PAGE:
In Connecticut, Republicans also won five open seat races: in 1924, 1928, 1946, 1952, and 1970. Democrats won in 1962, 1980, and 2010.

Split-Ticket Voting?

Of course, 2012 will also be a presidential election year, and that may be as big a determining factor as any - aside from the eventual Senate nominees - in determining the outcome of the Senate race.

When Connecticut's U.S. Senate races have taken place during presidential election years, the partisan vote for Senator has aligned with the partisan vote for president in 13 of 16 cycles.

Only in 1932, 1980, and 1988 have Connecticut voters split their ballots - and in every case for a Democratic Senator and a Republican presidential nominee.

In short, Connecticut has never elected a Republican Senator while voting for a Democratic presidential nominee in the same cycle.

North Dakotans, however, have split their presidential-Senate ticket in eight out of these 16 elections.

In 1944, 1976, 1988, 1992, 2000, and 2004 North Dakota voted for the Republican presidential nominee and a Democratic Senator.

In 1916 and 1932 North Dakota voted for the Democratic presidential nominee and a Republican Senator.

Given this electoral history, and the fact that Connecticut is almost assuredly voting for and North Dakota voting against Barack Obama in 2012, if there is going to be an upset in one of the state's U.S. Senate races, Smart Politics suspects it will be a conservative Democrat getting elected in North Dakota.

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Remains of the Data

Plurality-Winning Governors Elected At Century-Long High Water Mark

The rate of gubernatorial candidates elected without the support of a majority of voters is at its highest level since the 1910s.

Political Crumbs

Seeing Red

Congressman Nick Rahall's failed bid for a 20th term in West Virginia this cycle, combined with a narrow loss by Nick Casey to Alex Mooney in Shelley Moore Capito's open seat, means that West Virginia Democrats will be shut out of the state's U.S. House delegation for the first time in over 90 years. The Republican sweep by two-term incumbent David McKinley in the 1st CD, Mooney in the 2nd, and Evan Jenkins over Rahall in the 3rd marks the first time the GOP has held all seats in the chamber from West Virginia since the Election of 1920. During the 67th Congress (1921-1923) all six seats from the state were controlled by the GOP. Since the Election of 1922, Democrats have won 76 percent of all U.S. House elections in the Mountain State - capturing 172 seats compared to 54 for the GOP.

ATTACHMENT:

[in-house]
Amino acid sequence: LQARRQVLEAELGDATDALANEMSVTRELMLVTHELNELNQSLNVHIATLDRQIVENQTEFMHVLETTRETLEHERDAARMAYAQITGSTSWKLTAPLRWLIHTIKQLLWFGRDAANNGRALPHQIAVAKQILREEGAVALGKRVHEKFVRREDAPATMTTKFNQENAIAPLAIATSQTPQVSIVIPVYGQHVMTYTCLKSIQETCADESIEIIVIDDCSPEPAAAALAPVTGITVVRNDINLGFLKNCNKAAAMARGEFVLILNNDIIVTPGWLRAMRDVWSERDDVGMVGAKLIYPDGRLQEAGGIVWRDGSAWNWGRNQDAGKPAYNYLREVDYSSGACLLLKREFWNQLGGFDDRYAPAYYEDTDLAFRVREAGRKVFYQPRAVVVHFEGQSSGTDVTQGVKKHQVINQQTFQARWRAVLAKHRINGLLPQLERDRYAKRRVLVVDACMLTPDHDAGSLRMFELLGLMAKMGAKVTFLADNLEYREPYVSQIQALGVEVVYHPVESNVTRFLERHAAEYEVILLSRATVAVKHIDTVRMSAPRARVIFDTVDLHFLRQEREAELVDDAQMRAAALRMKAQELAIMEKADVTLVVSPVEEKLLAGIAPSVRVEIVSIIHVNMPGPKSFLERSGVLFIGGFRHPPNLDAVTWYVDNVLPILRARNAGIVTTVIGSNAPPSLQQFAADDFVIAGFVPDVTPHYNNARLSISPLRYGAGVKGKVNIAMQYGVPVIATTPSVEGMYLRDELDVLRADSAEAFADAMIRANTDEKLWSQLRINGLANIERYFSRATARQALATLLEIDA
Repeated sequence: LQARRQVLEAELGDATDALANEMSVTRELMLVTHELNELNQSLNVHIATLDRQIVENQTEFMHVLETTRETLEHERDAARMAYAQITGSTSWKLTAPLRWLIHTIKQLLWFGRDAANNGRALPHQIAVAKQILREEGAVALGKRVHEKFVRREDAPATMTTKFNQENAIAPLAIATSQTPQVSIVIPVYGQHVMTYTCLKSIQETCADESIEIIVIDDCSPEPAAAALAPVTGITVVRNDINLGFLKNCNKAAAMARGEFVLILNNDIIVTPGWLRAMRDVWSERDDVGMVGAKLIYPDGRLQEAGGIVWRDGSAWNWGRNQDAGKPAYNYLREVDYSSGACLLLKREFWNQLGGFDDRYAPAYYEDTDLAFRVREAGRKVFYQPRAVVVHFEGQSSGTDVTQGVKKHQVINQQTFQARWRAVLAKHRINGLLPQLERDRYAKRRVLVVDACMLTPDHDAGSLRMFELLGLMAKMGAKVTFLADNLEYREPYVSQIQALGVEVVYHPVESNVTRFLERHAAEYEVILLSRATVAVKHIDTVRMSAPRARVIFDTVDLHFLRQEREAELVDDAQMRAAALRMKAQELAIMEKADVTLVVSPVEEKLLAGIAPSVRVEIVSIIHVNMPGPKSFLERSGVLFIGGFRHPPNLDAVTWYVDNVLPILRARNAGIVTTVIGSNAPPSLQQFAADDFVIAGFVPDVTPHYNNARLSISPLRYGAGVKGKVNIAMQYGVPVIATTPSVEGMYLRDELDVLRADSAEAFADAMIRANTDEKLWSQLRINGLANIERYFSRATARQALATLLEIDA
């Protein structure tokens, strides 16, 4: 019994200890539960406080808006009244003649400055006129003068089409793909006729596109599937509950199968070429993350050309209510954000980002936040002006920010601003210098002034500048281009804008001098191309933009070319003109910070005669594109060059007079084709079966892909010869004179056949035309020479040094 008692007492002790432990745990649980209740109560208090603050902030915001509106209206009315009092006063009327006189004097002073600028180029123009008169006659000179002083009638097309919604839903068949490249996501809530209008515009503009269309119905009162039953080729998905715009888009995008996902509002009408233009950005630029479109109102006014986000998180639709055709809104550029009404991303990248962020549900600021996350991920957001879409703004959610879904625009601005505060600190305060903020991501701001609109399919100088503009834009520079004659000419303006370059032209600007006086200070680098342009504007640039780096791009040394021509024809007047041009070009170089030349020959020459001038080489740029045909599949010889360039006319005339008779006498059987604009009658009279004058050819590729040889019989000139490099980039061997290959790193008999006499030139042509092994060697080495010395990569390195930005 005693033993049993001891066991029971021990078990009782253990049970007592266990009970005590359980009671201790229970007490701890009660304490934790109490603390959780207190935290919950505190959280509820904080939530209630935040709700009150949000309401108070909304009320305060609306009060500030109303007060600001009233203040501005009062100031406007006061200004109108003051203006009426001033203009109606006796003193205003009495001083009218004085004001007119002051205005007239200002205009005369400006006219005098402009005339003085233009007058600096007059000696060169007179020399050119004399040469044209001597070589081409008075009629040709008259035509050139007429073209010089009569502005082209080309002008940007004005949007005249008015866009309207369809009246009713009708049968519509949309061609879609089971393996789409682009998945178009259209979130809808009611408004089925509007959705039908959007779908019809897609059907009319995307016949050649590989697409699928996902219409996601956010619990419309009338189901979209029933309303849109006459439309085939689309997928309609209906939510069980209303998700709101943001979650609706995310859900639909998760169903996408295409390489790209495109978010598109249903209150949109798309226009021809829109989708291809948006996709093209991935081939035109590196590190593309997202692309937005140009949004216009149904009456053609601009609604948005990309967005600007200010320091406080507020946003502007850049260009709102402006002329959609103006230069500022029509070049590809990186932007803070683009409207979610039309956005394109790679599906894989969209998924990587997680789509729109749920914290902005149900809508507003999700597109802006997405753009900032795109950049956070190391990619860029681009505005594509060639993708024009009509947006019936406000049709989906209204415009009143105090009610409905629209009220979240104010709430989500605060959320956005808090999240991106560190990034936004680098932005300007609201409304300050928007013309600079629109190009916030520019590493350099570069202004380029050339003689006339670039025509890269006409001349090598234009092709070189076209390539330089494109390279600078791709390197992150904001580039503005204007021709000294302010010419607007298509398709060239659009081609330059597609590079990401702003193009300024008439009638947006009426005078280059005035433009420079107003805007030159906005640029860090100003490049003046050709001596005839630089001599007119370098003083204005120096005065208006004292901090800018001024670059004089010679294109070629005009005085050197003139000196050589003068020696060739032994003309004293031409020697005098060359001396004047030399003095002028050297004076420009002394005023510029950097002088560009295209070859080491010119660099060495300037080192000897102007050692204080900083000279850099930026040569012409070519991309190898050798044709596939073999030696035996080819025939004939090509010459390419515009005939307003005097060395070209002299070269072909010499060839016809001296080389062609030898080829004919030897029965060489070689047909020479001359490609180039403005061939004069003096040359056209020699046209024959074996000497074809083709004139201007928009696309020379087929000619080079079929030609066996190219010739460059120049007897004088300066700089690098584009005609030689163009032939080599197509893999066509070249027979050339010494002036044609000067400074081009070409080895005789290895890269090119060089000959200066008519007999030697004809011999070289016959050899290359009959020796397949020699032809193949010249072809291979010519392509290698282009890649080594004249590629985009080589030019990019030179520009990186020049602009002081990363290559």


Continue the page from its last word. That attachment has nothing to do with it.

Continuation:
Home Field Advantage?

When the 114th Congress convenes in a few days, Maine will be represented by one home-grown U.S. Representative: Waterville-born Republican Bruce Poliquin. With the departure of Millinocket-born Mike Michaud, who launched a failed gubernatorial bid, the Pine Tree State was poised to send a House delegation to D.C. without any Maine-born members for the first time since 1821. Three-term U.S. Rep. Chellie Pingree (born in Minnesota) coasted to reelection as expected, however Poliquin edged Kentucky-born Emily Cain by 5.3 points to keep the streak alive. Since 1876, a total of 208 of the 222 candidates elected to the nation's lower legislative chamber from the state have been born in Maine, or 94 percent.